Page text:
Everything Gets Better, II

Being a professional about your fitness training, will help all aspects of your mission performance and career.

By Rob Shaul

This summer, several members of our FreeSki team were picked up by major sponsors. Those picked up include …

  • Arcteryx picked up Casey and Forrest Jillson for it’s Grassroots Team.
  • Marmot and Vokl picked up Monica Purington.
  • The North Face picked up Kaki Orr.
  • Flylow and Dalbello picked up Hannah Follender.
  • Blizzard landed Crystal Wright
  • DPS has Liza Sarychev

The commitment I expect of our FreeSki team is demanding – especially in the “look at me,” GoPro-driven, bro-brah world of freesking.

To be on the team, athletes had to start training here, 4 days a week, beginning in mid-June. This week they finished their 20th week of training, and still have 3 hard weeks to go before the resort opens and they can escape the gym.

If a team member misses a week without explanation, or in any other way doesn’t meet his or her commitment to Mountain Athlete, they lose their spot on the team. Just last week, this happened.

There’s a link between the commitment to the gym, and the sponsorships. The commitment to train is a clear demonstration by an athlete who is serious about his or her sport, and career. It starts in the gym, but everything gets better.

Soon new team members are completing ski resumes, contacting sponsors, updating websites, planning ski trips. They are hustling 2 and 3 jobs to make money in the summer so they can fully commit to competing in the winter.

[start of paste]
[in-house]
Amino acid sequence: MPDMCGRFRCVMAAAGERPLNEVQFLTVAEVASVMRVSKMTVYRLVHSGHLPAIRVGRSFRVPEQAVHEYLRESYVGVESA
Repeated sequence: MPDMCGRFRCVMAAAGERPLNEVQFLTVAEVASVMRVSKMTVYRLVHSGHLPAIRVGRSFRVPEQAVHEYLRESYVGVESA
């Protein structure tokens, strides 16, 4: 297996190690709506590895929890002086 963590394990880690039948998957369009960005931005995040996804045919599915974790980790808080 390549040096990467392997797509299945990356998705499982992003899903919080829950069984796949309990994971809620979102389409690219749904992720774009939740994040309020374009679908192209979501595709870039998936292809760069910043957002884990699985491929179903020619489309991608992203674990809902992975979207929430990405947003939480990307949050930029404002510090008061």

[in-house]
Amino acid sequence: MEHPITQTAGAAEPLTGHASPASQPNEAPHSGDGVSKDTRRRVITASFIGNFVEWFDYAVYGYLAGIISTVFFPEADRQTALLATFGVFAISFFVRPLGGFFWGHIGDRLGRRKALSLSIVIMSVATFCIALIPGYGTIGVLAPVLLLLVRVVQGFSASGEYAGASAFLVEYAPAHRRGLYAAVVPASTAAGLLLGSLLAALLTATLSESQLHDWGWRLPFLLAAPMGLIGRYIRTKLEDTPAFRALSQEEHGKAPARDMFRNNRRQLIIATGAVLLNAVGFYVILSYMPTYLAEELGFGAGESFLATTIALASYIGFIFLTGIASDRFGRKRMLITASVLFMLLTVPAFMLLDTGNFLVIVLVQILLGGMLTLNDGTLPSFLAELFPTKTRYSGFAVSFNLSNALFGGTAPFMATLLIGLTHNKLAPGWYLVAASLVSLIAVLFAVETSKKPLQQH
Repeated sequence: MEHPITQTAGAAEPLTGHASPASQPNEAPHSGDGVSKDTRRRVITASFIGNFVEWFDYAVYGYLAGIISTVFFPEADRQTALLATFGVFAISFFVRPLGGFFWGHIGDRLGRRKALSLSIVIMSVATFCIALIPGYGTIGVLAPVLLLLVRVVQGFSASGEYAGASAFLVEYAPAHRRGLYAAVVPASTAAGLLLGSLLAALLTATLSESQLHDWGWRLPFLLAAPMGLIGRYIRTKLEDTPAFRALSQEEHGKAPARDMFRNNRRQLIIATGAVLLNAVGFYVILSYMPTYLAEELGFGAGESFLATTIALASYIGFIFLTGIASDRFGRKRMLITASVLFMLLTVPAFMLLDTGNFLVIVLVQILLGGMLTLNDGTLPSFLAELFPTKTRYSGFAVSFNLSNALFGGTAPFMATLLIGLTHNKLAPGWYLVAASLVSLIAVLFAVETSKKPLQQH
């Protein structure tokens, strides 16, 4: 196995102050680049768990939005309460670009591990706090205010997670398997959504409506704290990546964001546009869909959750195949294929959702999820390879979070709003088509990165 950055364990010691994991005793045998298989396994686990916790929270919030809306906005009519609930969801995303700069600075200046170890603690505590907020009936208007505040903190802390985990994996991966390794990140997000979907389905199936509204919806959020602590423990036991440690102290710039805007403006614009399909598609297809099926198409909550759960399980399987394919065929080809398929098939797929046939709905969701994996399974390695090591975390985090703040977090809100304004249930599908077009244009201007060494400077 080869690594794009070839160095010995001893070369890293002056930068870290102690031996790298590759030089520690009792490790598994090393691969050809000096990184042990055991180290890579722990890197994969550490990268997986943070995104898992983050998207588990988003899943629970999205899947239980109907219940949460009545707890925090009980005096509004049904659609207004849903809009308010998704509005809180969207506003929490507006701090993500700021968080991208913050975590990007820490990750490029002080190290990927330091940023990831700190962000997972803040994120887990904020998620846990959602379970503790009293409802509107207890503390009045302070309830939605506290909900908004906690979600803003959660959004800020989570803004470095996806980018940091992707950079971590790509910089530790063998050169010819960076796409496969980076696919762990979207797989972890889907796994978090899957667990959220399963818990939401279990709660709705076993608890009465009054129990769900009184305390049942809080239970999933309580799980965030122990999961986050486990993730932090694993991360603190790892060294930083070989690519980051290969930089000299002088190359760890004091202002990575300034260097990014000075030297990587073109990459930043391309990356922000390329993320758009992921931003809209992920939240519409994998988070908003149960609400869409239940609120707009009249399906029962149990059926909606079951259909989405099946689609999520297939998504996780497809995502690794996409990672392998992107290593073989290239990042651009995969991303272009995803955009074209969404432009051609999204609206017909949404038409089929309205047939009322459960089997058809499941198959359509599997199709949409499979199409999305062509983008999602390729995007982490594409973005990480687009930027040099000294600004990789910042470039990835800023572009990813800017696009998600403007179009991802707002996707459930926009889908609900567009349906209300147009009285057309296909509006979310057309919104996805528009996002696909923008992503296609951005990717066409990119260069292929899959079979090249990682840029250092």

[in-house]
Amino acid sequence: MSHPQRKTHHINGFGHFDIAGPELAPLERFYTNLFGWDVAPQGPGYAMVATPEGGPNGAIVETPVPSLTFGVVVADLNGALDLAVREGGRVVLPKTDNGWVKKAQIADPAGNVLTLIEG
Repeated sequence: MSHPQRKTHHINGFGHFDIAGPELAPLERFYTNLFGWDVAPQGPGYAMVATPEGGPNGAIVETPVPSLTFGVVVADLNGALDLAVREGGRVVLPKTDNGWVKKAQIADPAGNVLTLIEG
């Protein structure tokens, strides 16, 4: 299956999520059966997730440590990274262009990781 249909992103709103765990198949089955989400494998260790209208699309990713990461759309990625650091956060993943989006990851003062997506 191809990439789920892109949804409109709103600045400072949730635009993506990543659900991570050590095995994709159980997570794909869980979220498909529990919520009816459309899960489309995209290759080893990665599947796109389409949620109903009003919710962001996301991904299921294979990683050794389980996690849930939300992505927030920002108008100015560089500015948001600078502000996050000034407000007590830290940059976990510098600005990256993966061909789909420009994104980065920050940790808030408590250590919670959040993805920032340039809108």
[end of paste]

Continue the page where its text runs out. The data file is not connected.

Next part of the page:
Self improvement and maturation extends beyond sport. Deadend personal relationships are stopped. Unsustainable financial situations addressed. Non-skiing professional careers advanced.

Sponsors take notice. We’re at a point now where sports marketing directors contact me looking for talent. Just because you’re a good athlete doesn’t mean you’ll be a good sponsored athlete. Much of the FreeSki culture is really delayed adolescence – and all sponsors have horror stories about immature athletes.

These sports marketing directors know the crucible of the gym culls the douche bags. When I recommend a skier, they understand this athlete is fit, committed to the sport, professional and dependable. Flash-in-the-pan athletes don’t make it here.

This happens for military athletes, LE athletes, Fire Rescue athletes and the mountain professionals we work with also. For the soldier, officer, fireman or mountain guide, his or her most important piece of equipment is his body. Get fit, train for your job, and it follows that the soldier will also study, and improve tactics, the officer – train and improve marksmanship, the firefighter – train and improve fire suppression and communication, and the mountain guide – train and improve in avalanche safety and wilderness medicine. All this builds and builds, and rapid career advancement ensues.

There’s something else at work too. Competitive FreeSkiing is an individual sport, and not only do our team members compete with each other for podiums, but also for sponsors.

Shared adversity forges strong bonds. Team members push each other in the gym and on the ski hill, but they pull each other along too. Trips are planned together, sponsor contacts shared and team members recommended. An individual success becomes a shared success.

What happens is athletes no longer want to train at Mountain Athlete because it’s Mountain Athlete. They want to train here so they can train alongside our athletes. They want to be around a group of skiers who are serious, and professional, and really, really good. They want to be immersed in the culture.

This happens at military units, police departments, and firehouses, too. Certain units, certain stations are known to be the best, and have the best people. Athletes in those fields strive to work at these places for the culture of excellence.

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